When Shopping Siren’s best friend told her a year ago that a Smurf movie was in the works — and sent her the link to the trailer — the online exchange went something like this:

SS: What’s this? (pause)  No way.

BFF: Yes, indeed. 

SS: NO WAY.

My astonishment went on for quite some time. Not only had someone decided to turn the ’80s Saturday morning cartoon into a feature film, but they made it a mix of animation and live-action. In 3-D. Because that’s what was lacking in the Smurf TV show — a third dimension. 

I am over my shock now. Somewhat. Now I’m mostly shocked that it made $35.6 million last weekend.

Smurfy.

But whatever your feeling about Smurfs and Smurf movies, chances are you at least favor the fact that the little guys (and girl) are blue. Because when it comes to favorite colors, blue is the most popular.  There have been scientific studies.

And not-so-scientific studies.

So, with that in mind — and with the Smurf song playing relentlessly in my head — I went scouting this week for all things blue. Azure shoes. Sapphire housewares. A cerulean ancient Egyptian cat statuette. OK, that last find was a happy accident. But he’s blue and blue is good.

Just ask the people who made $35.6 million last weekend.

* Marbles, Orphan Annie’s, 3 for $1 (large) or 5 for $1 (small)

Yes, I’m one of those millions of people whose favorite color is blue. And because it’s my favorite color, the blue marbles were always the ones I safeguarded as a kid. Here, no bogarting! Just pick out all the blue ones you want. Sure, that big yellow-green swirly one might be a marble superstar, but it’s yellow-green. ‘Nuff said.

* Ladies’ dress gloves, Orphan Annie’s, $5

Dainty, aqua-blue dress gloves, perfect to wear to a sophisticated afternoon garden tea with the ladies. Too bad the closest thing nowadays is a half-spilled iced coffee in the car with talk radio. 

* Glass salt and pepper shakers, Orphan Annie’s, $10

For a vibrant splash of sapphire in your kitchen sea of yellow and white. Never lose your salt and pepper shakers again. (Not that my kitchen has ever been so cluttered that my salt and pepper shakers went missing. For, like, a week. Really.)

* Ancient Egyptian cat statuette, Orphan Annie’s, $55

This little statuette features a cat sitting on a block engraved with hieroglyphics. All blue. A conversation piece if ever there was one.

* Carhartt men’s jeans, various sizes, Super Shoes, $29.99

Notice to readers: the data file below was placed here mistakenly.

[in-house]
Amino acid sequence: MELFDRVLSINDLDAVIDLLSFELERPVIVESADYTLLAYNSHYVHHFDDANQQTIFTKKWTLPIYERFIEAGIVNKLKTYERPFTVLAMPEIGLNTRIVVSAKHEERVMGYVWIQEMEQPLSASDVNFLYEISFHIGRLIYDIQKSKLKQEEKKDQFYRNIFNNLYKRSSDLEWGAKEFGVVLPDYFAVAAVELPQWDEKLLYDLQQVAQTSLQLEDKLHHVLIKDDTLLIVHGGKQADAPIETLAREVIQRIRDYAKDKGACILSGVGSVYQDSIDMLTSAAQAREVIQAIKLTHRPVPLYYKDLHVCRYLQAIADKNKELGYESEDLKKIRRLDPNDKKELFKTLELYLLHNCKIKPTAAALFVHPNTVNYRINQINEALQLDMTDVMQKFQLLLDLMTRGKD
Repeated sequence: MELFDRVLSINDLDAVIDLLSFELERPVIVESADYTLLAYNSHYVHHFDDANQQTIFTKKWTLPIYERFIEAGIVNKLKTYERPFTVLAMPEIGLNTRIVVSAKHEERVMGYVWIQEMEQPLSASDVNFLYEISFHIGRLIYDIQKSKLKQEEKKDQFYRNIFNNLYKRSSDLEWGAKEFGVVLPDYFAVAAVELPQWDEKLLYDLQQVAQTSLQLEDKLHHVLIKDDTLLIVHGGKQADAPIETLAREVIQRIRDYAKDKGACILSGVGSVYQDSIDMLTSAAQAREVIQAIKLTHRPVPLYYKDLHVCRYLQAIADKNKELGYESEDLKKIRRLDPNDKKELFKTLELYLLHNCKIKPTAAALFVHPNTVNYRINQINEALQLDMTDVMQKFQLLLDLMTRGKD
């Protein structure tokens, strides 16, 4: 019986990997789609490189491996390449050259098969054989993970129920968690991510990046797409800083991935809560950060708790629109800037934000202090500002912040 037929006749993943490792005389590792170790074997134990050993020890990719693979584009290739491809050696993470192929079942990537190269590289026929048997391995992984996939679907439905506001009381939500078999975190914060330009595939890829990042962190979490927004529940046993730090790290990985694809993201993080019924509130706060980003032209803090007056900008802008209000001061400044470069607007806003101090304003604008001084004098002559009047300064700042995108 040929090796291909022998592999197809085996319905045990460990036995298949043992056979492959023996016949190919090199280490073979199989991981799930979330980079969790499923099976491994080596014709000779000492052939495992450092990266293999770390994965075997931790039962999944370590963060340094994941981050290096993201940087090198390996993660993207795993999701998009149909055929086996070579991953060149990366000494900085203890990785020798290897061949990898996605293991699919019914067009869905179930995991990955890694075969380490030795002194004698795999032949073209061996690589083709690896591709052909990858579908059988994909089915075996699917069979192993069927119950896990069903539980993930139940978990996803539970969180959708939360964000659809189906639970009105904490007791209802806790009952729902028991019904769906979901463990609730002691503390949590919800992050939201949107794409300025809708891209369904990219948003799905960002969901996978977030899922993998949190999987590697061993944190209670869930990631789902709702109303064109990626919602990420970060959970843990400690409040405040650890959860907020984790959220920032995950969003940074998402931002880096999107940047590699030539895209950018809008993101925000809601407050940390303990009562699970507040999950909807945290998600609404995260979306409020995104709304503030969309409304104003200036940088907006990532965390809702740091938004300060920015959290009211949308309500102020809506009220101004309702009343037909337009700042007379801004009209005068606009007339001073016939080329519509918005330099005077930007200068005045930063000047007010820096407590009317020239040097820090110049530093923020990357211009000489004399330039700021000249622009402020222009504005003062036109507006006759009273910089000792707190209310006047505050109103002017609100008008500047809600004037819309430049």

In traditional and relaxed-fit styles. It doesn’t get much bluer than blue jeans.

* RocSoc kids aqua shoes, various sizes, Super Shoes, $14.99

No laces to tie. Light and comfy looking. Royal blue. Sure to become an instant favorite. I totally would have scooped up a pair for myself if only, you know, they fit someone older than 3.

* “I (lobster) Maine” infant hat by Precious Cargo, Joyful Hope Gift Shop, $14.95

Adorable, navy-blue bonnet takeoff of “I (heart) N.Y.” In the place of the heart, a little red lobster. In the place of N.Y., Maine. So, see, copyright inspectors, they didn’t steal the logo at all

Best find: Loom-woven blanket by LTD Inc., twin or full/queen sizes, Joyful Hope Gift Shop, $6

Light blue. Made by a Lewiston company. And because it’s 100 percent acrylic and easily washable, the sales associate told me, it’s the perfect blanket for camp. Or for boys. (She said with the world-weary air of someone who knows.)

Think twice: Rosetti denim purse, Super Shoes, $19.99

Medium-sized denim bag with a small zippered pocket on the outside and a large single space on the inside (closed and secured by a magnet). It’s also reversible, which means you can choose blue denim or blue-and-other-colors in a quilt-like pattern. The first is very much a stereotypical mom purse. The other is more unfortunate than Gargamel’s choice of robe. How about a nice midnight-blue clutch or a dusky-teal shoulder bag instead? There’s a world full of bags — and blues — out there. Go Smurf or go home!

Shopping Siren’s identity is protected by a pair of stylish, sweater-wearing Doberman pinschers (who favor pink and purple, the rebels) and the Customer Service counter at the Sun Journal. You can reach her at [email protected].


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